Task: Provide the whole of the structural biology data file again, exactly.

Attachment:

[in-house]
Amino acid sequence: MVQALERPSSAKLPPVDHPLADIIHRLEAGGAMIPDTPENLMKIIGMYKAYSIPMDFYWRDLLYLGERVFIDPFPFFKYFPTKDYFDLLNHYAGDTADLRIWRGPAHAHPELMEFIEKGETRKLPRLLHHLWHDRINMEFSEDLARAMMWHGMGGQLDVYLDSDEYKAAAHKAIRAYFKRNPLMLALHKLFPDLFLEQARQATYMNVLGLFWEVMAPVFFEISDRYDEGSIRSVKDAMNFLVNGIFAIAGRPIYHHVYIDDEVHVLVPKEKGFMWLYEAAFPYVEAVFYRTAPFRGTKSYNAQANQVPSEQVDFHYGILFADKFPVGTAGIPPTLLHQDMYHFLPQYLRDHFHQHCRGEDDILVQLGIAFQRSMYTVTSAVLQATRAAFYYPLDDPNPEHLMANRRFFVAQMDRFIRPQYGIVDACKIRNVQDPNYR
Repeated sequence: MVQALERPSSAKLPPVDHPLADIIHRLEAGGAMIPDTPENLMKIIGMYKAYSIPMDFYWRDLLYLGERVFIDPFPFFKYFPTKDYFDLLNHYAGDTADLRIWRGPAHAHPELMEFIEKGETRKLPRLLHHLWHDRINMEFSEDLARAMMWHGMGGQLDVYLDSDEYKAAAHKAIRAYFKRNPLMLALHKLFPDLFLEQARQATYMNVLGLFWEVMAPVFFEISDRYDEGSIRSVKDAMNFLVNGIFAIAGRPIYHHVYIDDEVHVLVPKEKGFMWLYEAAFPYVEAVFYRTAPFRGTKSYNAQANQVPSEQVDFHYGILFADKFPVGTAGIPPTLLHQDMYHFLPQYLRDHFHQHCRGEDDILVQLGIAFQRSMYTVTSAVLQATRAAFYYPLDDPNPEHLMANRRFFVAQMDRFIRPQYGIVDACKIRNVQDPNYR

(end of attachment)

[in-house]
Amino acid sequence: MVQALERPSSAKLPPVDHPLADIIHRLEAGGAMIPDTPENLMKIIGMYKAYSIPMDFYWRDLLYLGERVFIDPFPFFKYFPTKDYFDLLNHYAGDTADLRIWRGPAHAHPELMEFIEKGETRKLPRLLHHLWHDRINMEFSEDLARAMMWHGMGGQLDVYLDSDEYKAAAHKAIRAYFKRNPLMLALHKLFPDLFLEQARQATYMNVLGLFWEVMAPVFFEISDRYDEGSIRSVKDAMNFLVNGIFAIAGRPIYHHVYIDDEVHVLVPKEKGFMWLYEAAFPYVEAVFYRTAPFRGTKSYNAQANQVPSEQVDFHYGILFADKFPVGTAGIPPTLLHQDMYHFLPQYLRDHFHQHCRGEDDILVQLGIAFQRSMYTVTSAVLQATRAAFYYPLDDPNPEHLMANRRFFVAQMDRFIRPQYGIVDACKIRNVQDPNYR
Repeated sequence: MVQALERPSSAKLPPVDHPLADIIHRLEAGGAMIPDTPENLMKIIGMYKAYSIPMDFYWRDLLYLGERVFIDPFPFFKYFPTKDYFDLLNHYAGDTADLRIWRGPAHAHPELMEFIEKGETRKLPRLLHHLWHDRINMEFSEDLARAMMWHGMGGQLDVYLDSDEYKAAAHKAIRAYFKRNPLMLALHKLFPDLFLEQARQATYMNVLGLFWEVMAPVFFEISDRYDEGSIRSVKDAMNFLVNGIFAIAGRPIYHHVYIDDEVHVLVPKEKGFMWLYEAAFPYVEAVFYRTAPFRGTKSYNAQANQVPSEQVDFHYGILFADKFPVGTAGIPPTLLHQDMYHFLPQYLRDHFHQHCRGEDDILVQLGIAFQRSMYTVTSAVLQATRAAFYYPLDDPNPEHLMANRRFFVAQMDRFIRPQYGIVDACKIRNVQDPNYR